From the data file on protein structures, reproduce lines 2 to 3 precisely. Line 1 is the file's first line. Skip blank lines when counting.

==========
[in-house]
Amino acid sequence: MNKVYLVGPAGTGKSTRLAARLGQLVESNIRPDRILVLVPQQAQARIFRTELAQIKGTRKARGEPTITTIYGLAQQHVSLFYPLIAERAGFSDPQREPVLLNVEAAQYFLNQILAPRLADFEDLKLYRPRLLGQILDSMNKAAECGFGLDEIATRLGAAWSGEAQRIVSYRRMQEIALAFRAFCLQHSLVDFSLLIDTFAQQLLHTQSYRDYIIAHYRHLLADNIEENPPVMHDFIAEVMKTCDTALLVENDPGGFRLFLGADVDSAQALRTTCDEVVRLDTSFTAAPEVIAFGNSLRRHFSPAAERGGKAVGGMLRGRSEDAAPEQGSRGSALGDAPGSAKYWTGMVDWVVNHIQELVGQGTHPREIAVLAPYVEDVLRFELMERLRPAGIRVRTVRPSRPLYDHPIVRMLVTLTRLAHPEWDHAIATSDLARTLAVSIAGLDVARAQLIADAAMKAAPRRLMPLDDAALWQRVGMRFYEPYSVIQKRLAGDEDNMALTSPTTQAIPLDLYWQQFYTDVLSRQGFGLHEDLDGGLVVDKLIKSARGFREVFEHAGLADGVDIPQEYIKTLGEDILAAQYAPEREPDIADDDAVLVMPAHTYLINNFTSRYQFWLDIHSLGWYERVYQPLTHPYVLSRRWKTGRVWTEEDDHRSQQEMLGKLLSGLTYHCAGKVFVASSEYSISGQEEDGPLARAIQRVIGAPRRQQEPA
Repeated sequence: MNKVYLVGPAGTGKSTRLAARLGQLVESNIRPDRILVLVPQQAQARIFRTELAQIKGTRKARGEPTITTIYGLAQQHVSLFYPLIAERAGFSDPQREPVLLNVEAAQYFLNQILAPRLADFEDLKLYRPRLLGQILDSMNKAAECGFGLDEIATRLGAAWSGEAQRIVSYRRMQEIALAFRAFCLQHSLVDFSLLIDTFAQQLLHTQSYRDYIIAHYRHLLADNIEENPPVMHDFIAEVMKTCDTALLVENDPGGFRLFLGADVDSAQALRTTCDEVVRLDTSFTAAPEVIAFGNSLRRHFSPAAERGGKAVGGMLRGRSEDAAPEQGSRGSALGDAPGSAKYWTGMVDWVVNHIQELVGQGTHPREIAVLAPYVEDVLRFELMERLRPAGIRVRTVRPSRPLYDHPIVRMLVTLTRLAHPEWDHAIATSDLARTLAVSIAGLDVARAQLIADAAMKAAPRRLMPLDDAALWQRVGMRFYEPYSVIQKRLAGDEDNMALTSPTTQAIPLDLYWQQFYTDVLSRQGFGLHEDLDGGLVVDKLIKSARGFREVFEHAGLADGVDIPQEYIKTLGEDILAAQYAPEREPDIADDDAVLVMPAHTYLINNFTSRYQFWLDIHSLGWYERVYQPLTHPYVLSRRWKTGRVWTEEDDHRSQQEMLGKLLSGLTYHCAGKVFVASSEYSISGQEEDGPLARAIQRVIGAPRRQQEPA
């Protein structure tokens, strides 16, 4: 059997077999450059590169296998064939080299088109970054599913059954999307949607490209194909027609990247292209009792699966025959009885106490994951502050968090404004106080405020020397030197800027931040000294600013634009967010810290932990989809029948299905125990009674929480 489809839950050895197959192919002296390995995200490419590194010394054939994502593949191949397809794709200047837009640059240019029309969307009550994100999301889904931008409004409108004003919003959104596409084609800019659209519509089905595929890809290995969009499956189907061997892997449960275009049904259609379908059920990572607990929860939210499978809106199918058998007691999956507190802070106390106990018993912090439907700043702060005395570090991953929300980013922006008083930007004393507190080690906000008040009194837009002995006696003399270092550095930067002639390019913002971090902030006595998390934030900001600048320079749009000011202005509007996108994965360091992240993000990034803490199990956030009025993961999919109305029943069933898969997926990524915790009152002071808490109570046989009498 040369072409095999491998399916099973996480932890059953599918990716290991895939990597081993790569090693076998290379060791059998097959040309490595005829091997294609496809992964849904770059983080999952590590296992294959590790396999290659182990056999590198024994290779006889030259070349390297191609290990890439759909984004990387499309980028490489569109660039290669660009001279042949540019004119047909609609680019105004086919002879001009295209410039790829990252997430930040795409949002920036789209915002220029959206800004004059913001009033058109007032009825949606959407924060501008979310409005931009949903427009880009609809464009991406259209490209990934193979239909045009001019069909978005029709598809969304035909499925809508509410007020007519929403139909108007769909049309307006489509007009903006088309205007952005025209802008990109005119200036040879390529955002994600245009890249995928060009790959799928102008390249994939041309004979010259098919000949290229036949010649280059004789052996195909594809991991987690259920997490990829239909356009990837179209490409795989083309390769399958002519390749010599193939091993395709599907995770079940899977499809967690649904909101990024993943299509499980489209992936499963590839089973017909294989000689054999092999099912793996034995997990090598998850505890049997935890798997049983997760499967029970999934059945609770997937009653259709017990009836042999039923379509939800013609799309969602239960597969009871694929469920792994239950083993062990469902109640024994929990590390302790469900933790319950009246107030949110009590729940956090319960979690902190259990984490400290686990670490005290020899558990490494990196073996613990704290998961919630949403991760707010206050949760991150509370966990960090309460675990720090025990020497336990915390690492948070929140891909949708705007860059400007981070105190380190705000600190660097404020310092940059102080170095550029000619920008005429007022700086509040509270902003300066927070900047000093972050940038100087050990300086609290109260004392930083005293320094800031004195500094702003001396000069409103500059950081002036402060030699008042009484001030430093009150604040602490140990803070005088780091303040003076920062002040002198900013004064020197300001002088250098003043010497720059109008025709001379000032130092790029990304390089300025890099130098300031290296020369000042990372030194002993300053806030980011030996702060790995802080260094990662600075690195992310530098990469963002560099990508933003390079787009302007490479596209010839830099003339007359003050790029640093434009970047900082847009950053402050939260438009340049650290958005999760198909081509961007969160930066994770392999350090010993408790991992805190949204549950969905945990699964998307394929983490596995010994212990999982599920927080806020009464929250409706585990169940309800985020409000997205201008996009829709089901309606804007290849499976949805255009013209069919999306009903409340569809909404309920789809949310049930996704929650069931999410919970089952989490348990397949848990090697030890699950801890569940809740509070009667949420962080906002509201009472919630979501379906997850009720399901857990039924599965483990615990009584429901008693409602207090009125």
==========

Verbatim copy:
Amino acid sequence: MNKVYLVGPAGTGKSTRLAARLGQLVESNIRPDRILVLVPQQAQARIFRTELAQIKGTRKARGEPTITTIYGLAQQHVSLFYPLIAERAGFSDPQREPVLLNVEAAQYFLNQILAPRLADFEDLKLYRPRLLGQILDSMNKAAECGFGLDEIATRLGAAWSGEAQRIVSYRRMQEIALAFRAFCLQHSLVDFSLLIDTFAQQLLHTQSYRDYIIAHYRHLLADNIEENPPVMHDFIAEVMKTCDTALLVENDPGGFRLFLGADVDSAQALRTTCDEVVRLDTSFTAAPEVIAFGNSLRRHFSPAAERGGKAVGGMLRGRSEDAAPEQGSRGSALGDAPGSAKYWTGMVDWVVNHIQELVGQGTHPREIAVLAPYVEDVLRFELMERLRPAGIRVRTVRPSRPLYDHPIVRMLVTLTRLAHPEWDHAIATSDLARTLAVSIAGLDVARAQLIADAAMKAAPRRLMPLDDAALWQRVGMRFYEPYSVIQKRLAGDEDNMALTSPTTQAIPLDLYWQQFYTDVLSRQGFGLHEDLDGGLVVDKLIKSARGFREVFEHAGLADGVDIPQEYIKTLGEDILAAQYAPEREPDIADDDAVLVMPAHTYLINNFTSRYQFWLDIHSLGWYERVYQPLTHPYVLSRRWKTGRVWTEEDDHRSQQEMLGKLLSGLTYHCAGKVFVASSEYSISGQEEDGPLARAIQRVIGAPRRQQEPA
Repeated sequence: MNKVYLVGPAGTGKSTRLAARLGQLVESNIRPDRILVLVPQQAQARIFRTELAQIKGTRKARGEPTITTIYGLAQQHVSLFYPLIAERAGFSDPQREPVLLNVEAAQYFLNQILAPRLADFEDLKLYRPRLLGQILDSMNKAAECGFGLDEIATRLGAAWSGEAQRIVSYRRMQEIALAFRAFCLQHSLVDFSLLIDTFAQQLLHTQSYRDYIIAHYRHLLADNIEENPPVMHDFIAEVMKTCDTALLVENDPGGFRLFLGADVDSAQALRTTCDEVVRLDTSFTAAPEVIAFGNSLRRHFSPAAERGGKAVGGMLRGRSEDAAPEQGSRGSALGDAPGSAKYWTGMVDWVVNHIQELVGQGTHPREIAVLAPYVEDVLRFELMERLRPAGIRVRTVRPSRPLYDHPIVRMLVTLTRLAHPEWDHAIATSDLARTLAVSIAGLDVARAQLIADAAMKAAPRRLMPLDDAALWQRVGMRFYEPYSVIQKRLAGDEDNMALTSPTTQAIPLDLYWQQFYTDVLSRQGFGLHEDLDGGLVVDKLIKSARGFREVFEHAGLADGVDIPQEYIKTLGEDILAAQYAPEREPDIADDDAVLVMPAHTYLINNFTSRYQFWLDIHSLGWYERVYQPLTHPYVLSRRWKTGRVWTEEDDHRSQQEMLGKLLSGLTYHCAGKVFVASSEYSISGQEEDGPLARAIQRVIGAPRRQQEPA